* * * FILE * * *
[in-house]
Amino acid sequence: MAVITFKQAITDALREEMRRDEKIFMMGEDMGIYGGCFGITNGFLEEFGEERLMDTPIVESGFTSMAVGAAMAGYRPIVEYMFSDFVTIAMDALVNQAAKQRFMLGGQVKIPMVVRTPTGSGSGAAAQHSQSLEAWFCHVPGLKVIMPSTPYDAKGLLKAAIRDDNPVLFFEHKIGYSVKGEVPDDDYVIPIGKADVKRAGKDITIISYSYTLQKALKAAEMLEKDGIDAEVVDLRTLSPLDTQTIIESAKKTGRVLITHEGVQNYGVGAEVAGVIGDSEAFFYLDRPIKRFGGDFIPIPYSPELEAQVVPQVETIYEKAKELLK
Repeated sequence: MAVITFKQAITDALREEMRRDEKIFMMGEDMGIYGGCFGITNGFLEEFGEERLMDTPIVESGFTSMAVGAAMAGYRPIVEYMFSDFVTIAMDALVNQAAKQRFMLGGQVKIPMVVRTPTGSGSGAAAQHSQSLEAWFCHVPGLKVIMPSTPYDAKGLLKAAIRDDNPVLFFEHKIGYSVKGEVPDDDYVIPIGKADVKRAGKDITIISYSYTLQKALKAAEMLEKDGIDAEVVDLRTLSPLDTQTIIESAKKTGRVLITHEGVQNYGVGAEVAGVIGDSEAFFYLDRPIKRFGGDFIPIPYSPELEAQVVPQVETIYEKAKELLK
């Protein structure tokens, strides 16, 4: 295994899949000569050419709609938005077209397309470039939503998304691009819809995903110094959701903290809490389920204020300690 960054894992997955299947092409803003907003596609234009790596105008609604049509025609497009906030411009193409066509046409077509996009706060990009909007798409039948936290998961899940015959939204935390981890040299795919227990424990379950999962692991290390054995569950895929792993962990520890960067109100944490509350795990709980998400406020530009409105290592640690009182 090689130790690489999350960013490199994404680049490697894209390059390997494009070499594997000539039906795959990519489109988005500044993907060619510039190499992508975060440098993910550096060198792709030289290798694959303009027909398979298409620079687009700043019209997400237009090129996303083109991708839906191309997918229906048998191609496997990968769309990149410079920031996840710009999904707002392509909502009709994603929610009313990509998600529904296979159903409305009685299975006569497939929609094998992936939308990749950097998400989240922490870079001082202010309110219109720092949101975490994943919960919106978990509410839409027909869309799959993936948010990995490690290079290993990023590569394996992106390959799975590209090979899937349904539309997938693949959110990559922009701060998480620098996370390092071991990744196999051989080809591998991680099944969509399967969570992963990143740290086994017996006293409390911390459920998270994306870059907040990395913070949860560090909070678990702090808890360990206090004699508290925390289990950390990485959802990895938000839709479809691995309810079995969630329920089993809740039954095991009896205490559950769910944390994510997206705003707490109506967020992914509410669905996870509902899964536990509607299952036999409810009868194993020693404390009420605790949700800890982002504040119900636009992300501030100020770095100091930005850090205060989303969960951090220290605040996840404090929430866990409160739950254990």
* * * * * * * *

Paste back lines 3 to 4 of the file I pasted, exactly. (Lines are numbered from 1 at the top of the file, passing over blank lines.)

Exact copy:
Repeated sequence: MAVITFKQAITDALREEMRRDEKIFMMGEDMGIYGGCFGITNGFLEEFGEERLMDTPIVESGFTSMAVGAAMAGYRPIVEYMFSDFVTIAMDALVNQAAKQRFMLGGQVKIPMVVRTPTGSGSGAAAQHSQSLEAWFCHVPGLKVIMPSTPYDAKGLLKAAIRDDNPVLFFEHKIGYSVKGEVPDDDYVIPIGKADVKRAGKDITIISYSYTLQKALKAAEMLEKDGIDAEVVDLRTLSPLDTQTIIESAKKTGRVLITHEGVQNYGVGAEVAGVIGDSEAFFYLDRPIKRFGGDFIPIPYSPELEAQVVPQVETIYEKAKELLK
């Protein structure tokens, strides 16, 4: 295994899949000569050419709609938005077209397309470039939503998304691009819809995903110094959701903290809490389920204020300690 960054894992997955299947092409803003907003596609234009790596105008609604049509025609497009906030411009193409066509046409077509996009706060990009909007798409039948936290998961899940015959939204935390981890040299795919227990424990379950999962692991290390054995569950895929792993962990520890960067109100944490509350795990709980998400406020530009409105290592640690009182 090689130790690489999350960013490199994404680049490697894209390059390997494009070499594997000539039906795959990519489109988005500044993907060619510039190499992508975060440098993910550096060198792709030289290798694959303009027909398979298409620079687009700043019209997400237009090129996303083109991708839906191309997918229906048998191609496997990968769309990149410079920031996840710009999904707002392509909502009709994603929610009313990509998600529904296979159903409305009685299975006569497939929609094998992936939308990749950097998400989240922490870079001082202010309110219109720092949101975490994943919960919106978990509410839409027909869309799959993936948010990995490690290079290993990023590569394996992106390959799975590209090979899937349904539309997938693949959110990559922009701060998480620098996370390092071991990744196999051989080809591998991680099944969509399967969570992963990143740290086994017996006293409390911390459920998270994306870059907040990395913070949860560090909070678990702090808890360990206090004699508290925390289990950390990485959802990895938000839709479809691995309810079995969630329920089993809740039954095991009896205490559950769910944390994510997206705003707490109506967020992914509410669905996870509902899964536990509607299952036999409810009868194993020693404390009420605790949700800890982002504040119900636009992300501030100020770095100091930005850090205060989303969960951090220290605040996840404090929430866990409160739950254990």